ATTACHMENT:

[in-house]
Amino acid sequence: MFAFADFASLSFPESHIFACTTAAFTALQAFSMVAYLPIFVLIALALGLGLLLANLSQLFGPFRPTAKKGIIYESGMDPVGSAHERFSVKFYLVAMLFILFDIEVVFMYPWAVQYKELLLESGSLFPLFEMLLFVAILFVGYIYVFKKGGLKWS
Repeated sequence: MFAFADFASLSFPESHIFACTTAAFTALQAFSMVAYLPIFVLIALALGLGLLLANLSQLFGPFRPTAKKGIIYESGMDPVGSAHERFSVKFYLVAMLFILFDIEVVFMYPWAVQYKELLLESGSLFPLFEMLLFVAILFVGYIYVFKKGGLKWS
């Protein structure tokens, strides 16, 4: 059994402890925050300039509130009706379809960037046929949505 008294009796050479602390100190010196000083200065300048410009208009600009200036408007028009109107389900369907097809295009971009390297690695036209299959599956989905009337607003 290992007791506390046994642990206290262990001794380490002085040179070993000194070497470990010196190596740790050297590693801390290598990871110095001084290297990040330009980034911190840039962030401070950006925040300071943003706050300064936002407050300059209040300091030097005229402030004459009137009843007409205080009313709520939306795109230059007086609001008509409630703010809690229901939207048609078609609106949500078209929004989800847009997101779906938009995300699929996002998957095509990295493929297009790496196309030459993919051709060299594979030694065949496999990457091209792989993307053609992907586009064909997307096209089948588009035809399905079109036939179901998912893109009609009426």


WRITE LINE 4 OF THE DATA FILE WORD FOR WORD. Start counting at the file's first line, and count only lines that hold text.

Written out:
């Protein structure tokens, strides 16, 4: 059994402890925050300039509130009706379809960037046929949505 008294009796050479602390100190010196000083200065300048410009208009600009200036408007028009109107389900369907097809295009971009390297690695036209299959599956989905009337607003 290992007791506390046994642990206290262990001794380490002085040179070993000194070497470990010196190596740790050297590693801390290598990871110095001084290297990040330009980034911190840039962030401070950006925040300071943003706050300064936002407050300059209040300091030097005229402030004459009137009843007409205080009313709520939306795109230059007086609001008509409630703010809690229901939207048609078609609106949500078209929004989800847009997101779906938009995300699929996002998957095509990295493929297009790496196309030459993919051709060299594979030694065949496999990457091209792989993307053609992907586009064909997307096209089948588009035809399905079109036939179901998912893109009609009426």